While Israel’s authorities allow almost no decentralized water systems, experts stressed that there would be a place for such structures – particularly greywater recycling mechanisms – in the country’s future, at a conference in the Negev last week.
The third Sde Boker Conference on Advanced Water Management Technologies was held at Ben-Gurion University Sde Boker campus.
On a national scale, using greywater could reduce urban water consumption by an annual 140 million cubic meters by 2050 (around 10%), as well as reduce electricity usage by 560 gigawatthours (about 0.5%) by that time, according to Gross.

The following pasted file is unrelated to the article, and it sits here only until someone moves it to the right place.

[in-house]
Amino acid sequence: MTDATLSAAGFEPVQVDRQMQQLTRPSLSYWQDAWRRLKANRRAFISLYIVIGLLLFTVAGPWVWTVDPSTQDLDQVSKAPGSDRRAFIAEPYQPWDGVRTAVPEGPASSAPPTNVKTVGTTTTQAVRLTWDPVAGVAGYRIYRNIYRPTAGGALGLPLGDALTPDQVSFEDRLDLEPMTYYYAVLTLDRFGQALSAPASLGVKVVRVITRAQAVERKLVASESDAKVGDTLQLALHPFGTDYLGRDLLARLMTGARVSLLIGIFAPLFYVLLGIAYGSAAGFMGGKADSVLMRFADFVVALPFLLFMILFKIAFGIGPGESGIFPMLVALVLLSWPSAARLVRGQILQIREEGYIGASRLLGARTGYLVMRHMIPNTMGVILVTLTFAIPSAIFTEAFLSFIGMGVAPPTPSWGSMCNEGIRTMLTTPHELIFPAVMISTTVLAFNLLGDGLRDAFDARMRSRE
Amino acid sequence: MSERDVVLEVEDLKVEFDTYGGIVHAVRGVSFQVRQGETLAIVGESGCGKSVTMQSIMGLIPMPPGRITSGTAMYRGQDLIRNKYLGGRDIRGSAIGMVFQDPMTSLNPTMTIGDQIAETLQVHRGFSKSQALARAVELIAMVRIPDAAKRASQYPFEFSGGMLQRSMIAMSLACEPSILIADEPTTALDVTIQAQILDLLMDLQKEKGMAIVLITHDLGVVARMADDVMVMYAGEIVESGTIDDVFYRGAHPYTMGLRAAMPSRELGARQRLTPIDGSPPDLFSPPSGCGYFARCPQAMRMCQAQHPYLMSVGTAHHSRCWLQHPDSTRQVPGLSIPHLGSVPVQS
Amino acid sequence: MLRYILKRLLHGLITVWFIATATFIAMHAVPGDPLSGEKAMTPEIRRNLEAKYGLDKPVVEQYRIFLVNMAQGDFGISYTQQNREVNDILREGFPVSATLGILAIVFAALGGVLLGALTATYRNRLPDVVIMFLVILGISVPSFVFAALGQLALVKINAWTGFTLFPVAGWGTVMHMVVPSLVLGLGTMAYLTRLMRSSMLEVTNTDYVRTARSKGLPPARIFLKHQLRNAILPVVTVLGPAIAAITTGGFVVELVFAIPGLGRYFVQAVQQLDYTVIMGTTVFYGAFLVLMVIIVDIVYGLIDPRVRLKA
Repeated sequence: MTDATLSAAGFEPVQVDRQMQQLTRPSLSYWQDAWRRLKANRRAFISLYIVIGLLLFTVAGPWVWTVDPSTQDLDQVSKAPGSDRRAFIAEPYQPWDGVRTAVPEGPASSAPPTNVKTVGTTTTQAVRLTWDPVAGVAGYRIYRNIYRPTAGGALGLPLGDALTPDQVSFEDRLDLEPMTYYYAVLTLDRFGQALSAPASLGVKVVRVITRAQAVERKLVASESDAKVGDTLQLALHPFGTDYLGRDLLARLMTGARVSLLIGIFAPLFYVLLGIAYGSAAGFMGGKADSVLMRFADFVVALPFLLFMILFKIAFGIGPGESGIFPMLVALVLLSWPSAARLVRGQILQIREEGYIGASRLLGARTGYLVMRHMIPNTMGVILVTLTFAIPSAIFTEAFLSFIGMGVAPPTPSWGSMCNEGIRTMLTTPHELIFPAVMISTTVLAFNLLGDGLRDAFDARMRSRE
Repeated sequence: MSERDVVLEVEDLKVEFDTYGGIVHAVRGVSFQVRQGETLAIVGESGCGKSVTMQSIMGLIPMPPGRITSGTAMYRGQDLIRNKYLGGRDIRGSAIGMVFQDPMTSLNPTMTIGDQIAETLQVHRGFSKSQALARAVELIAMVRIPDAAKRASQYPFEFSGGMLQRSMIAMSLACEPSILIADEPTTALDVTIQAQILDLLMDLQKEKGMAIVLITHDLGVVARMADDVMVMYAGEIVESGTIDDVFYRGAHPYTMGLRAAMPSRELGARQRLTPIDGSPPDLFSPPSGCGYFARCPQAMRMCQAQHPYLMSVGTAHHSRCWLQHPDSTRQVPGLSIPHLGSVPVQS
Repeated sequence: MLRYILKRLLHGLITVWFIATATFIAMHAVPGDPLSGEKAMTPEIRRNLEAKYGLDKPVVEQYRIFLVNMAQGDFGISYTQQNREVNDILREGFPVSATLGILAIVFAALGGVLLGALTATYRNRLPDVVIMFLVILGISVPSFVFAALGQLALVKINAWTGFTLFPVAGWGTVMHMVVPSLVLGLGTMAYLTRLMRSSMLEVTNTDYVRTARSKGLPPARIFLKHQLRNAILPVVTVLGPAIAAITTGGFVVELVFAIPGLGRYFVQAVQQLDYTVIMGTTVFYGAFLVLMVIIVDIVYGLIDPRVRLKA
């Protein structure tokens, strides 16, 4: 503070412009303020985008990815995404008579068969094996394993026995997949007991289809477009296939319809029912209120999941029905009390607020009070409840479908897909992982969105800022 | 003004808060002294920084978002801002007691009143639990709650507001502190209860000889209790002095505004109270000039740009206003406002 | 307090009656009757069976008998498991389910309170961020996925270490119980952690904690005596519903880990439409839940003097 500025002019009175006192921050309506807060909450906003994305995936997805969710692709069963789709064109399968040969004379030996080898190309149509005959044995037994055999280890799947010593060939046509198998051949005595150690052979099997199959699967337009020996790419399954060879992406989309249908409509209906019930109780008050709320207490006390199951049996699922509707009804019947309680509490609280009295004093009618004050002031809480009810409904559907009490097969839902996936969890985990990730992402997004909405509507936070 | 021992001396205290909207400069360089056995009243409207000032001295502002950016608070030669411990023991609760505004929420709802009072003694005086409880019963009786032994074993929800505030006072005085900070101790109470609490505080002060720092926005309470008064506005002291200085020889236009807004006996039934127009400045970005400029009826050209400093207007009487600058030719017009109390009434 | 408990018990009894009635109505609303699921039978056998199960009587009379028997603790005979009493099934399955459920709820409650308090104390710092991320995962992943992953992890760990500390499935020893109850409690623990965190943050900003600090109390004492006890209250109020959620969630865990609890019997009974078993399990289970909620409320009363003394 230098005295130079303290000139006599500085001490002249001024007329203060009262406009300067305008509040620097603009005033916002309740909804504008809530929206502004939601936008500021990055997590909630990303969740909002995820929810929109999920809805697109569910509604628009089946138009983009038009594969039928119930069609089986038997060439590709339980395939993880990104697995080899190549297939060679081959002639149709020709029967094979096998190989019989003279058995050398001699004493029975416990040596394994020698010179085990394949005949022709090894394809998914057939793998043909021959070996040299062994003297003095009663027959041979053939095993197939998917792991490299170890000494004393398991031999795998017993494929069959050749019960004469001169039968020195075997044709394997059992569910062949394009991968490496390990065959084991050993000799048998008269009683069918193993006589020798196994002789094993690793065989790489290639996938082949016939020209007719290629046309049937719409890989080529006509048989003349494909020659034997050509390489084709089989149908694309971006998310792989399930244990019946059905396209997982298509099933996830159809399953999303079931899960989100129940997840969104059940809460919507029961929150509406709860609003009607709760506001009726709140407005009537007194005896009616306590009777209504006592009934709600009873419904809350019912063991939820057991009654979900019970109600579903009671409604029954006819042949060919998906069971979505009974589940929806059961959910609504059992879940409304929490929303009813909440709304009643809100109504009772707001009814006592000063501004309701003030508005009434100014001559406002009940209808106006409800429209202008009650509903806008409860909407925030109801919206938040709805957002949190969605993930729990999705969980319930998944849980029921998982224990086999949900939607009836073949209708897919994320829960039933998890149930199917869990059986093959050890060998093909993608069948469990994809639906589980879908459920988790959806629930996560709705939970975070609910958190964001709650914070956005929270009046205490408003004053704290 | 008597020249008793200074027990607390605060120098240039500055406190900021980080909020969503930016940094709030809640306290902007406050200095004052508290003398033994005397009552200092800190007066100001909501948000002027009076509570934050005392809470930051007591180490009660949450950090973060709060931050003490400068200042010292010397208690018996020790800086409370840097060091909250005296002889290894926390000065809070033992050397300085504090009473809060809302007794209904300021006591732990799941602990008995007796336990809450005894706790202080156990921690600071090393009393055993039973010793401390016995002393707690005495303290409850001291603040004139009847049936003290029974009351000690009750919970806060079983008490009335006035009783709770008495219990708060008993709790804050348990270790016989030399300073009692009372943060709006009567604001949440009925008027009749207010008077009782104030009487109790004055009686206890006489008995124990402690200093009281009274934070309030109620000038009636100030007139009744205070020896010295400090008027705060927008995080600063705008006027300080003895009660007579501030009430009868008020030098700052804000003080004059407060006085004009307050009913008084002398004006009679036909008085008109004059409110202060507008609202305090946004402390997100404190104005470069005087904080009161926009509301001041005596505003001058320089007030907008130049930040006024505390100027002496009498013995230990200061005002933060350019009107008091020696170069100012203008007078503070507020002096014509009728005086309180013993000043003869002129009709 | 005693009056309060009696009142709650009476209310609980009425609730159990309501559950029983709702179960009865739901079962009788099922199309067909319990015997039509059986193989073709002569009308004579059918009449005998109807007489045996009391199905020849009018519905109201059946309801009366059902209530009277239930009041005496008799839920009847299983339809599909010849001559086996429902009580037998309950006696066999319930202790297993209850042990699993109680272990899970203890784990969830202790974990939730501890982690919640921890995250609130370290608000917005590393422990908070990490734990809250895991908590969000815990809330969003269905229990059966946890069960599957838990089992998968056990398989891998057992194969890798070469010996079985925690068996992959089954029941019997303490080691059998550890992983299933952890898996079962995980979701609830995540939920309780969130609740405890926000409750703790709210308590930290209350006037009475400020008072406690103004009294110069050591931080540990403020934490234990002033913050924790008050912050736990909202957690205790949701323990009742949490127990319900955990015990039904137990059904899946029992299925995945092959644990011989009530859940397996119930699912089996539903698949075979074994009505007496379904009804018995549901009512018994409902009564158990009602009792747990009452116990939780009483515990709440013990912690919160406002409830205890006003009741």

Meanwhile, the country would be able to eliminate the need of one large desalination plant, reduce carbon dioxide emissions by about an annual 6 to 8 tons and save about $3 billion-$4b. in direct costs by that same year, he added.
It sounds like some *heat* and *green* might be saved when one begins to see the light.